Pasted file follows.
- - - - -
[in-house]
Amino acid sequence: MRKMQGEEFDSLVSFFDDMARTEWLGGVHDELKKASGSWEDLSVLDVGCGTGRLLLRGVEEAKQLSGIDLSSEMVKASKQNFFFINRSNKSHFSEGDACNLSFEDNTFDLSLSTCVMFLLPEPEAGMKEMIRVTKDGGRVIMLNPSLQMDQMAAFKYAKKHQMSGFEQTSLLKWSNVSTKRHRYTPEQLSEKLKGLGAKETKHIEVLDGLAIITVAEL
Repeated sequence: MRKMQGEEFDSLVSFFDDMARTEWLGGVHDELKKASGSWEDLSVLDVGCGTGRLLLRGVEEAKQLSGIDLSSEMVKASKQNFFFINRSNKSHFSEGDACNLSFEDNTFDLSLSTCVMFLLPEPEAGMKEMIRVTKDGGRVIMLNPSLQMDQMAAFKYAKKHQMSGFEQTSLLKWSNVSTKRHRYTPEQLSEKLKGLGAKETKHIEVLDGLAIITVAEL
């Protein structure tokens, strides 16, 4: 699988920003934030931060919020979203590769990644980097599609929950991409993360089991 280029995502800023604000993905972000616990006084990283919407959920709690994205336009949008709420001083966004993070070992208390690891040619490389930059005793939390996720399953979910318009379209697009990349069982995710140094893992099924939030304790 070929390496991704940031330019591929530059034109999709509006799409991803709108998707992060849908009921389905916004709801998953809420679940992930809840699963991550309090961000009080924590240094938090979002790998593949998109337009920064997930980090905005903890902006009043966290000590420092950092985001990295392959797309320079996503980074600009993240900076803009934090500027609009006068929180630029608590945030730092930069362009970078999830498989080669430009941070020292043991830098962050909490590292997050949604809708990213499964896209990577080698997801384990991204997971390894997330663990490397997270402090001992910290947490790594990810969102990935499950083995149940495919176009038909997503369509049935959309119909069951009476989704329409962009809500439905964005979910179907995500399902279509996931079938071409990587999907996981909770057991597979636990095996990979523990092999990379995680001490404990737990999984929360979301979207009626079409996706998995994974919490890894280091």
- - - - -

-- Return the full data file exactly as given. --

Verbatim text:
[in-house]
Amino acid sequence: MRKMQGEEFDSLVSFFDDMARTEWLGGVHDELKKASGSWEDLSVLDVGCGTGRLLLRGVEEAKQLSGIDLSSEMVKASKQNFFFINRSNKSHFSEGDACNLSFEDNTFDLSLSTCVMFLLPEPEAGMKEMIRVTKDGGRVIMLNPSLQMDQMAAFKYAKKHQMSGFEQTSLLKWSNVSTKRHRYTPEQLSEKLKGLGAKETKHIEVLDGLAIITVAEL
Repeated sequence: MRKMQGEEFDSLVSFFDDMARTEWLGGVHDELKKASGSWEDLSVLDVGCGTGRLLLRGVEEAKQLSGIDLSSEMVKASKQNFFFINRSNKSHFSEGDACNLSFEDNTFDLSLSTCVMFLLPEPEAGMKEMIRVTKDGGRVIMLNPSLQMDQMAAFKYAKKHQMSGFEQTSLLKWSNVSTKRHRYTPEQLSEKLKGLGAKETKHIEVLDGLAIITVAEL
């Protein structure tokens, strides 16, 4: 699988920003934030931060919020979203590769990644980097599609929950991409993360089991 280029995502800023604000993905972000616990006084990283919407959920709690994205336009949008709420001083966004993070070992208390690891040619490389930059005793939390996720399953979910318009379209697009990349069982995710140094893992099924939030304790 070929390496991704940031330019591929530059034109999709509006799409991803709108998707992060849908009921389905916004709801998953809420679940992930809840699963991550309090961000009080924590240094938090979002790998593949998109337009920064997930980090905005903890902006009043966290000590420092950092985001990295392959797309320079996503980074600009993240900076803009934090500027609009006068929180630029608590945030730092930069362009970078999830498989080669430009941070020292043991830098962050909490590292997050949604809708990213499964896209990577080698997801384990991204997971390894997330663990490397997270402090001992910290947490790594990810969102990935499950083995149940495919176009038909997503369509049935959309119909069951009476989704329409962009809500439905964005979910179907995500399902279509996931079938071409990587999907996981909770057991597979636990095996990979523990092999990379995680001490404990737990999984929360979301979207009626079409996706998995994974919490890894280091």